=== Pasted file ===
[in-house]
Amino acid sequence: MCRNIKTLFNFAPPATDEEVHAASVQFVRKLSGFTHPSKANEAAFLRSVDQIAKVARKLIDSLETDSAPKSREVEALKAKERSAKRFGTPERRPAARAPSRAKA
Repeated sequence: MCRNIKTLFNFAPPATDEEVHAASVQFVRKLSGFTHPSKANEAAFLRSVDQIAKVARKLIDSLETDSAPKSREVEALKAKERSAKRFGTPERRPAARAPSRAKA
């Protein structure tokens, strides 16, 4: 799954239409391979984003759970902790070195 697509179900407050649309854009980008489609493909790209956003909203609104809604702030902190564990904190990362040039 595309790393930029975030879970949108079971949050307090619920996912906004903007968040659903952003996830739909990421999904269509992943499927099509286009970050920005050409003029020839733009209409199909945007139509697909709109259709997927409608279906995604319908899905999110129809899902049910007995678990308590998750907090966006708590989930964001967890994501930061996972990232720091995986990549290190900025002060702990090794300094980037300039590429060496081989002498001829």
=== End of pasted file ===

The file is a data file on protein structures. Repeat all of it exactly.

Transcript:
[in-house]
Amino acid sequence: MCRNIKTLFNFAPPATDEEVHAASVQFVRKLSGFTHPSKANEAAFLRSVDQIAKVARKLIDSLETDSAPKSREVEALKAKERSAKRFGTPERRPAARAPSRAKA
Repeated sequence: MCRNIKTLFNFAPPATDEEVHAASVQFVRKLSGFTHPSKANEAAFLRSVDQIAKVARKLIDSLETDSAPKSREVEALKAKERSAKRFGTPERRPAARAPSRAKA
């Protein structure tokens, strides 16, 4: 799954239409391979984003759970902790070195 697509179900407050649309854009980008489609493909790209956003909203609104809604702030902190564990904190990362040039 595309790393930029975030879970949108079971949050307090619920996912906004903007968040659903952003996830739909990421999904269509992943499927099509286009970050920005050409003029020839733009209409199909945007139509697909709109259709997927409608279906995604319908899905999110129809899902049910007995678990308590998750907090966006708590989930964001967890994501930061996972990232720091995986990549290190900025002060702990090794300094980037300039590429060496081989002498001829």